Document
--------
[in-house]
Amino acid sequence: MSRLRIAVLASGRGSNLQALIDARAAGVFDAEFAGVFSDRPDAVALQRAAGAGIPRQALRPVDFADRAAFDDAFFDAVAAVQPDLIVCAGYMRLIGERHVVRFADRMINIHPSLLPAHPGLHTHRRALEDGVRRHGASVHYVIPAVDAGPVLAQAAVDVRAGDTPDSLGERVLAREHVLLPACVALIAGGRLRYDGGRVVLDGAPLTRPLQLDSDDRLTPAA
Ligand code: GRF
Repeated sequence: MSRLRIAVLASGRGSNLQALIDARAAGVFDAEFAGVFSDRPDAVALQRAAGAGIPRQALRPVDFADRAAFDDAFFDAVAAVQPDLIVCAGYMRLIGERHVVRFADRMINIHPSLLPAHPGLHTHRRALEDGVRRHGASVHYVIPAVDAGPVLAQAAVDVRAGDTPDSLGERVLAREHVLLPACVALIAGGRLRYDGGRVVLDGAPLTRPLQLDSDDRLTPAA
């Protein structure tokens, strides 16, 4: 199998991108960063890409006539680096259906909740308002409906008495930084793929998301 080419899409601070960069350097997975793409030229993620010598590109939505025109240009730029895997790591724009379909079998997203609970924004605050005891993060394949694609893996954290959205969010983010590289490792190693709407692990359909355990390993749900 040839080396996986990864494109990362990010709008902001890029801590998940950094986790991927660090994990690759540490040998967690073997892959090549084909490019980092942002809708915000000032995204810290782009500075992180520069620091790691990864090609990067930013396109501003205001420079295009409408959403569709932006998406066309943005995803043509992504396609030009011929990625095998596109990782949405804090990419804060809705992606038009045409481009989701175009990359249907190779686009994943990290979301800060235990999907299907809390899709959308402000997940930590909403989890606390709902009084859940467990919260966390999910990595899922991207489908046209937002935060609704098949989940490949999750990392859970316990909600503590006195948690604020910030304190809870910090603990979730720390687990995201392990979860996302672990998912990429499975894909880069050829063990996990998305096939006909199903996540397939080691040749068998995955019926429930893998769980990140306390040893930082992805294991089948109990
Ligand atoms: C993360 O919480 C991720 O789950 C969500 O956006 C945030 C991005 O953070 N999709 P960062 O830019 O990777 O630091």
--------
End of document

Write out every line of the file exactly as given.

[in-house]
Amino acid sequence: MSRLRIAVLASGRGSNLQALIDARAAGVFDAEFAGVFSDRPDAVALQRAAGAGIPRQALRPVDFADRAAFDDAFFDAVAAVQPDLIVCAGYMRLIGERHVVRFADRMINIHPSLLPAHPGLHTHRRALEDGVRRHGASVHYVIPAVDAGPVLAQAAVDVRAGDTPDSLGERVLAREHVLLPACVALIAGGRLRYDGGRVVLDGAPLTRPLQLDSDDRLTPAA
Ligand code: GRF
Repeated sequence: MSRLRIAVLASGRGSNLQALIDARAAGVFDAEFAGVFSDRPDAVALQRAAGAGIPRQALRPVDFADRAAFDDAFFDAVAAVQPDLIVCAGYMRLIGERHVVRFADRMINIHPSLLPAHPGLHTHRRALEDGVRRHGASVHYVIPAVDAGPVLAQAAVDVRAGDTPDSLGERVLAREHVLLPACVALIAGGRLRYDGGRVVLDGAPLTRPLQLDSDDRLTPAA
């Protein structure tokens, strides 16, 4: 199998991108960063890409006539680096259906909740308002409906008495930084793929998301 080419899409601070960069350097997975793409030229993620010598590109939505025109240009730029895997790591724009379909079998997203609970924004605050005891993060394949694609893996954290959205969010983010590289490792190693709407692990359909355990390993749900 040839080396996986990864494109990362990010709008902001890029801590998940950094986790991927660090994990690759540490040998967690073997892959090549084909490019980092942002809708915000000032995204810290782009500075992180520069620091790691990864090609990067930013396109501003205001420079295009409408959403569709932006998406066309943005995803043509992504396609030009011929990625095998596109990782949405804090990419804060809705992606038009045409481009989701175009990359249907190779686009994943990290979301800060235990999907299907809390899709959308402000997940930590909403989890606390709902009084859940467990919260966390999910990595899922991207489908046209937002935060609704098949989940490949999750990392859970316990909600503590006195948690604020910030304190809870910090603990979730720390687990995201392990979860996302672990998912990429499975894909880069050829063990996990998305096939006909199903996540397939080691040749068998995955019926429930893998769980990140306390040893930082992805294991089948109990
Ligand atoms: C993360 O919480 C991720 O789950 C969500 O956006 C945030 C991005 O953070 N999709 P960062 O830019 O990777 O630091």